If there is a will, the first thing you do is get the original will, then your attorney will file that original will with the court. Then, you can go to court at least three weeks after the will has been filed, and “prove up the will.” You have got your executrix and he or she can prove up the will that “Yes, he lived in Texas, he was a resident of Harris County, he was 60 something years old, he died on January 1st. Four years have not elapsed since his death. He had a wife who receives everything and if she has pre-deceased him, it would go to his children and/or his grandchildren”. Those are the kind of questions you answer in front of the judge. Once the executor or administrator is sworn in, he or she can do her job and divide off the property and pay any bills. Before the bill paying an inventory is prepared by the executor that lists all the assets. The executor can pay all the bills or award the property pursuant to the will. After that, in Texas, it is over. You never have to go back to court.
Anywhere from months to two years depending on the complexity of the case.
If there is not a will, of course, that at least doubles the time and expenses. Also, if an heir cannot be found or is uncooperative, the case will be delayed. I have a case now that started as a divorce case. There was a mediation and the couple agreed to a property division. Then the husband died without a will before the divorce was granted. The husband had been married three times. He had a daughter that was not born to any of those wives. He had also taken care of the children of those wives who he had married and did not adopt any of those children. One of his wives had listed him as the father of her child on an amended birth certificate. It sounds clear now, but the children and wives had to be tracked down and double checked for accuracy. The case is not finished yet because the third wife abandoned the marriage, has been uncooperative and has had to be served by a constable. Not only has this case been delayed, it has been expensive for the estate.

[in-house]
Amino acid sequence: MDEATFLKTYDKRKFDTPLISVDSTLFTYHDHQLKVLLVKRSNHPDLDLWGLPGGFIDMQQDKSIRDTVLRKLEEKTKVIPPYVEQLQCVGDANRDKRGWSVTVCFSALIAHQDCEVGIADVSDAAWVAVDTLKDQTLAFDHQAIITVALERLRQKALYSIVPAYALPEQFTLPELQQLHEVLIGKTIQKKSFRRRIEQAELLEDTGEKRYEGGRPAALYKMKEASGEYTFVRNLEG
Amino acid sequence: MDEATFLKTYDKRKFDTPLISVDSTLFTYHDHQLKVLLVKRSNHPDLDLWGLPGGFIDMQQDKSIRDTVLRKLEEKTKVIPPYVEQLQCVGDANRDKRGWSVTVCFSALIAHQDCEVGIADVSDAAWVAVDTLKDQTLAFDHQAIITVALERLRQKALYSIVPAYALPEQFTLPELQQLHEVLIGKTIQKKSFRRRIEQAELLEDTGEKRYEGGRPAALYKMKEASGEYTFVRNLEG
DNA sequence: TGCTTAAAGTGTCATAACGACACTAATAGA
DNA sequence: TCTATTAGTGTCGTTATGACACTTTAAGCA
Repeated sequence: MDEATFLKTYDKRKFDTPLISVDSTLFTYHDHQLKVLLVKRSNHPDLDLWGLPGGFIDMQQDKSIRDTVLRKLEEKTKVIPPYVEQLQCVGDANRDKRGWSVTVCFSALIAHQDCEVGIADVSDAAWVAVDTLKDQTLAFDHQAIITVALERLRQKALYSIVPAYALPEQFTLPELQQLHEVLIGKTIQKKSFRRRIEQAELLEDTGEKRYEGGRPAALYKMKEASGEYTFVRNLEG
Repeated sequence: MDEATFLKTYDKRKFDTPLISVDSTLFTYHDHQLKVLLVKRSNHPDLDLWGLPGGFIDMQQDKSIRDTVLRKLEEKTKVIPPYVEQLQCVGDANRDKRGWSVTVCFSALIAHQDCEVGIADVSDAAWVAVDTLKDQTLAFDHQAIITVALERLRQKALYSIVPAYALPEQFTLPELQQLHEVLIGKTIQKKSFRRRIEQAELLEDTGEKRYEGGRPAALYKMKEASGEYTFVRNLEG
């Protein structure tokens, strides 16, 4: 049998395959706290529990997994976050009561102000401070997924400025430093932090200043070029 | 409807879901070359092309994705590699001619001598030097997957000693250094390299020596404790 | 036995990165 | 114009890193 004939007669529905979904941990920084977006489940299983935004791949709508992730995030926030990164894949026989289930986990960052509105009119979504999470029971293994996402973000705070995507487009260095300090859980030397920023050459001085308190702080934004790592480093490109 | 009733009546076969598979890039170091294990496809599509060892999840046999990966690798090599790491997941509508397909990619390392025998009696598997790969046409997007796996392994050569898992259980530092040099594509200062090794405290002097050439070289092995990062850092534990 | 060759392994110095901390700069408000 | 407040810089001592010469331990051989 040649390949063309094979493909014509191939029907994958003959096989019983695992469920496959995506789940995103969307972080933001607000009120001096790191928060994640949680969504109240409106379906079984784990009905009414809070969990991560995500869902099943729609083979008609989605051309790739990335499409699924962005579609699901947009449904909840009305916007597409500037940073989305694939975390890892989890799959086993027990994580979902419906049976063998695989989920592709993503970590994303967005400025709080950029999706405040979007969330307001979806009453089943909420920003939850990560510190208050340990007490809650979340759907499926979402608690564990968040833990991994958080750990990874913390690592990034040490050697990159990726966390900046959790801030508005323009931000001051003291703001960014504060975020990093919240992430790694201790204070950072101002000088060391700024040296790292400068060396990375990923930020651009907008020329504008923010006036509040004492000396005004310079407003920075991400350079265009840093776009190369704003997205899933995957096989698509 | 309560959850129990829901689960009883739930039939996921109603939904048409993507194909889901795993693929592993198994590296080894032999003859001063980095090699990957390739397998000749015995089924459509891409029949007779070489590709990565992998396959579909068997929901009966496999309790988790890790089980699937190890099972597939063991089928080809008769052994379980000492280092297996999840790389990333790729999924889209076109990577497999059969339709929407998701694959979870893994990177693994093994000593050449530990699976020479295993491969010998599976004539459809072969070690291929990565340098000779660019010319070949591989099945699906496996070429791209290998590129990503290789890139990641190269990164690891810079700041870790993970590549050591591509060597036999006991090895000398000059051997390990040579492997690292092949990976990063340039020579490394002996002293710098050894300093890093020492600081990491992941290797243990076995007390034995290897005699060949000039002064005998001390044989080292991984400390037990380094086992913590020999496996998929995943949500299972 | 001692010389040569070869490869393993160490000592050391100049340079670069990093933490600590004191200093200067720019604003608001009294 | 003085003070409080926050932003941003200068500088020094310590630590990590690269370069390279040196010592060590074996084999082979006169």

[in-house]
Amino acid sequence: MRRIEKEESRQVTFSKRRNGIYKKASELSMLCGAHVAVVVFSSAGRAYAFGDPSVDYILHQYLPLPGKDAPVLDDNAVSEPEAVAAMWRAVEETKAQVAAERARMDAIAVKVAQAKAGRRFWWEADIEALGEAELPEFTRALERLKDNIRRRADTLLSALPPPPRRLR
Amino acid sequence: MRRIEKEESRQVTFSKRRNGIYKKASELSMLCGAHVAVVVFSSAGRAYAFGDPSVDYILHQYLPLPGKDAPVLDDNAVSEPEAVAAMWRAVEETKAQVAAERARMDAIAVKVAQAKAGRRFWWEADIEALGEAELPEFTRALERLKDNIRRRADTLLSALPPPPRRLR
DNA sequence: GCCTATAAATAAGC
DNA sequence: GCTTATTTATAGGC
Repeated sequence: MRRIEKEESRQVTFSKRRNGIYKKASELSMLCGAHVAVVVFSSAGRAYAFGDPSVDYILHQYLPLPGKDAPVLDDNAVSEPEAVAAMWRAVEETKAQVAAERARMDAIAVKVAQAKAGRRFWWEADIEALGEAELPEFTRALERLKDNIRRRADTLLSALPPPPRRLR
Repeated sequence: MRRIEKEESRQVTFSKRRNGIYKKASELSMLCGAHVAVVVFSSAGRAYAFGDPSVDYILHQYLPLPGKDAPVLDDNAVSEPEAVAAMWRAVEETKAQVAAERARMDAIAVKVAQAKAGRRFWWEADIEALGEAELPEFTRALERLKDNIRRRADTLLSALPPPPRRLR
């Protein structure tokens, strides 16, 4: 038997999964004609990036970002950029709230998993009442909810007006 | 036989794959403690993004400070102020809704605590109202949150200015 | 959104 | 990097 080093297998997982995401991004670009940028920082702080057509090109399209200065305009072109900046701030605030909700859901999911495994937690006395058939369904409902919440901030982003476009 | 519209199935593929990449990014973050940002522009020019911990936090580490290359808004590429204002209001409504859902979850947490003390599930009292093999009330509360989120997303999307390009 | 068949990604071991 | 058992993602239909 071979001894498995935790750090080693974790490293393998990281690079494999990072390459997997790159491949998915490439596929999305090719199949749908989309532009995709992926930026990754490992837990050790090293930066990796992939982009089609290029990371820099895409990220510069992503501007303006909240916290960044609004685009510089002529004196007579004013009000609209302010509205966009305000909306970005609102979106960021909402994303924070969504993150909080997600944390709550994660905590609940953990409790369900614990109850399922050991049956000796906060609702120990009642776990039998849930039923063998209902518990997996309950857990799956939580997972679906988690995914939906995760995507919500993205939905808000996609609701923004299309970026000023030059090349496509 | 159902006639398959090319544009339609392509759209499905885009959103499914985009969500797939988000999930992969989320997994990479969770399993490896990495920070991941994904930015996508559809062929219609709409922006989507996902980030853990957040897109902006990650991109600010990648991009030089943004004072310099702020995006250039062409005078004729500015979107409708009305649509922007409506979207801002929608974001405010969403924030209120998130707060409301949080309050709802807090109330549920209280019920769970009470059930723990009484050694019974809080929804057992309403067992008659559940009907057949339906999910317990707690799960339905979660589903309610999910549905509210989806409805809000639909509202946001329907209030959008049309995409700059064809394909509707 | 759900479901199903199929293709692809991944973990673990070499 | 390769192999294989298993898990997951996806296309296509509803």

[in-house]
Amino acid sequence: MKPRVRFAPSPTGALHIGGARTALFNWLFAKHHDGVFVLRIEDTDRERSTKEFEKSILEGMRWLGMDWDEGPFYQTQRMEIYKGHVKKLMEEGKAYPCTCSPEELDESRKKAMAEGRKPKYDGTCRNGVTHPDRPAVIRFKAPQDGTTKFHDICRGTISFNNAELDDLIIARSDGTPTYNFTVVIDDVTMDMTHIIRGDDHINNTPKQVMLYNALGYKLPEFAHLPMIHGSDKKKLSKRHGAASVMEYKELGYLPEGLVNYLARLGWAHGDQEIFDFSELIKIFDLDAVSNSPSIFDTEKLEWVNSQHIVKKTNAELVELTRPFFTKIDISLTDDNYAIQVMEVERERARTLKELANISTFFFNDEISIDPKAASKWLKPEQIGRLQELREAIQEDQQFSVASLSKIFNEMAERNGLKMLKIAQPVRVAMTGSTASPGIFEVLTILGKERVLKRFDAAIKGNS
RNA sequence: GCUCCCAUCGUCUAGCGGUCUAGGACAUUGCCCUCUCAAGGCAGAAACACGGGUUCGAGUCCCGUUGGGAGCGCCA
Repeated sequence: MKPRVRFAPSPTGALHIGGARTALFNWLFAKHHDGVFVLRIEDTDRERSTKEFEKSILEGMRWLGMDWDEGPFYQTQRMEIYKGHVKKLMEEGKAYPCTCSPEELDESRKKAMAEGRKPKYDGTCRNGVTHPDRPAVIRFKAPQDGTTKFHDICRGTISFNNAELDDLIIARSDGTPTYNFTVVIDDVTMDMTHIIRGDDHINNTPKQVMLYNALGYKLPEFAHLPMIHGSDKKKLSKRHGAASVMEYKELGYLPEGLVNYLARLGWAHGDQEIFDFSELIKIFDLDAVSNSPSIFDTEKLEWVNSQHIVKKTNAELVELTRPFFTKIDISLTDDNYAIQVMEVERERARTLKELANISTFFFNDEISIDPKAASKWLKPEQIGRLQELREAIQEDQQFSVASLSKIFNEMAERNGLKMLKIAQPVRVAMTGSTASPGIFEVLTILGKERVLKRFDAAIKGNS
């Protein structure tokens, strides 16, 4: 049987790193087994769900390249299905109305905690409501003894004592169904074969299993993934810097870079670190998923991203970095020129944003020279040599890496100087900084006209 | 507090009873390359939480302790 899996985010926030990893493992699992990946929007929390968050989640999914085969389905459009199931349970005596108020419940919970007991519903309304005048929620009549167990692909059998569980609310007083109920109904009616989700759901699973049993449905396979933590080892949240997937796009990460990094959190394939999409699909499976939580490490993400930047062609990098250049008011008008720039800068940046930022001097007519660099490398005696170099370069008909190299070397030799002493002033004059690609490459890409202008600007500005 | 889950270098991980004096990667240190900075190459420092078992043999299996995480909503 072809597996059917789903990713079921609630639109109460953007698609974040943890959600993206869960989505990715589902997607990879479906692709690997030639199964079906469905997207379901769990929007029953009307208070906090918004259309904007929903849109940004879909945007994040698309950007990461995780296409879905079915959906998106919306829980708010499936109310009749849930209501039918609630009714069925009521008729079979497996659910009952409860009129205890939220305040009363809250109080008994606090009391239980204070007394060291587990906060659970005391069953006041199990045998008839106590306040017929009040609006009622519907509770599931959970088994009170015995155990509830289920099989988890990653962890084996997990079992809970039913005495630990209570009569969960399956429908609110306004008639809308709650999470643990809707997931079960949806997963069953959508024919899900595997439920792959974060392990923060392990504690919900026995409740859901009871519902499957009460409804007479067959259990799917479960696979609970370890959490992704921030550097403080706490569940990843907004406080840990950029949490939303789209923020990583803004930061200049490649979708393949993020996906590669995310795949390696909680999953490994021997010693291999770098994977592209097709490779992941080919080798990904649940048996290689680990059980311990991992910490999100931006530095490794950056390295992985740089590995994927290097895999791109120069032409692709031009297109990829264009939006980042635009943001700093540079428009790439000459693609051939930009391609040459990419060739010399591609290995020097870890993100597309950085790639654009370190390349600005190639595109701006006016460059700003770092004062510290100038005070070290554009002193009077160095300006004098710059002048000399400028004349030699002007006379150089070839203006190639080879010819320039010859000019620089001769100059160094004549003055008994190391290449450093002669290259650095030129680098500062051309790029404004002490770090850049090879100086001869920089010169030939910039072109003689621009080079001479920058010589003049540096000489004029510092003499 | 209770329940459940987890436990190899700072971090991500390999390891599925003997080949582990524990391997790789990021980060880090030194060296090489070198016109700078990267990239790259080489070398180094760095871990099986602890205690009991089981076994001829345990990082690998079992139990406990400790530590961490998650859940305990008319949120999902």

I charge normally about $2,500 for a standard probate, and then if there is an intestate case, in other words, there is no will, it is usually between $5000 and $6,000 to do that. It might be more if complications arise. I start at $2,500.
It’s not that it is not legal, most judges require a lawyer to represent the estate because they are not personally interested in the estate and work for the benefit of the estate, not for personal gain. It’s important that things have to be done properly because titles of properties and determination of what goes to the heirs must be done according to the will and the law.
The administrator/ executor will award the property to specific heirs at specific times. So, if there is a surviving spouse, he or she gets everything. Now, if the spouse is pre-deceased, that will maker, then he or she has to divide up the bank accounts, the stock accounts, any assets and write them a check because the estate will have its own checking account. Or if there is a trust, then the executor will have to setup the trust so that all the money can go there and the kids can get it as they need it or whatever the terms of the trusts are. That is why it needs a lawyer to do all that.
It can lead to trouble, when heirs get worried that he or she won’t get what he or she should. “Where is my money? I want my money! I want the house! I want the furniture!” or “Mom said I’d get the Beach house!” As you probably are aware, money can bring out greed.
I listen and I am non-judgmental. Those are the two things that most people say about me. I listen to them and hear them and do everything I can so that the family and heirs will be happy and receive pursuant to the will. It can be a very stressful and difficult time. That is why I listen and that is why I am non-judgmental. There is almost always a “ghost in the closet” or something in the family that they may not want to tell you. Most secrets come out when a thorough job is done preparing for probate.
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